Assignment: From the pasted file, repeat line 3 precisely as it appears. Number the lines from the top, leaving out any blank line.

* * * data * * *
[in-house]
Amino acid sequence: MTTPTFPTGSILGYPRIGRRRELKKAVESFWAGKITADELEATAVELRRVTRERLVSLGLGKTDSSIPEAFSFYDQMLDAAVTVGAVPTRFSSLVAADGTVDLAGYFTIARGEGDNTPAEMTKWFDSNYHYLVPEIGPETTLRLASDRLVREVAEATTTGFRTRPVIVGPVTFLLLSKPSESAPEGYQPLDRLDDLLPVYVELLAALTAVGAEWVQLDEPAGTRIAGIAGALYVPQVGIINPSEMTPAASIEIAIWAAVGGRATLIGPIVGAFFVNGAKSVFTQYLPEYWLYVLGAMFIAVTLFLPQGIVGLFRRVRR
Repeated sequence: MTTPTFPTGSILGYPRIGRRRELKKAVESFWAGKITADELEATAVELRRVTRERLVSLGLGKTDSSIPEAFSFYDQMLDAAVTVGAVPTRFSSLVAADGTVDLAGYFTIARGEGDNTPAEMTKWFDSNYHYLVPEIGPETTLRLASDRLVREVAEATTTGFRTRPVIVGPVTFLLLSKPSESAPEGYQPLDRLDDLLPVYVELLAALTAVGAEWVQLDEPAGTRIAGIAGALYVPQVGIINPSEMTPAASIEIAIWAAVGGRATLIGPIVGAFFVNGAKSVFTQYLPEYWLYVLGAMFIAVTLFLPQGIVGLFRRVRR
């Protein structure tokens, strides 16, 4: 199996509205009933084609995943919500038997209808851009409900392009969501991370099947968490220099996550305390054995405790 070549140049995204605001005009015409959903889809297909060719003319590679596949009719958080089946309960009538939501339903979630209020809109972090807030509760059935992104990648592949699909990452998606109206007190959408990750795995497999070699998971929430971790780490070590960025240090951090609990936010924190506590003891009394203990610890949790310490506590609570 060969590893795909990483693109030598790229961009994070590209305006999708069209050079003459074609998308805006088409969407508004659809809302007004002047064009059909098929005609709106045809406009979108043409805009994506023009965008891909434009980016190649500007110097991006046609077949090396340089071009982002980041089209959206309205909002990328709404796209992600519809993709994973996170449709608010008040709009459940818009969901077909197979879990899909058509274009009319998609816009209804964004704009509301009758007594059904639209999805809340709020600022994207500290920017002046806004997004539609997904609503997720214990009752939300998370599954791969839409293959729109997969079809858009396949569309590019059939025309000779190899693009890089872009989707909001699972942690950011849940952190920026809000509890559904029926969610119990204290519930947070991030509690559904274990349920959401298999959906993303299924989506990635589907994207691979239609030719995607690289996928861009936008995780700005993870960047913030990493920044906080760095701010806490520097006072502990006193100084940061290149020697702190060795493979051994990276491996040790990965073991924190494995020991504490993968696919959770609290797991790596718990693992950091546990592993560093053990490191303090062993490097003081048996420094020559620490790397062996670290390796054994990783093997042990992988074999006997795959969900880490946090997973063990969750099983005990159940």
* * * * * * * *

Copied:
Repeated sequence: MTTPTFPTGSILGYPRIGRRRELKKAVESFWAGKITADELEATAVELRRVTRERLVSLGLGKTDSSIPEAFSFYDQMLDAAVTVGAVPTRFSSLVAADGTVDLAGYFTIARGEGDNTPAEMTKWFDSNYHYLVPEIGPETTLRLASDRLVREVAEATTTGFRTRPVIVGPVTFLLLSKPSESAPEGYQPLDRLDDLLPVYVELLAALTAVGAEWVQLDEPAGTRIAGIAGALYVPQVGIINPSEMTPAASIEIAIWAAVGGRATLIGPIVGAFFVNGAKSVFTQYLPEYWLYVLGAMFIAVTLFLPQGIVGLFRRVRR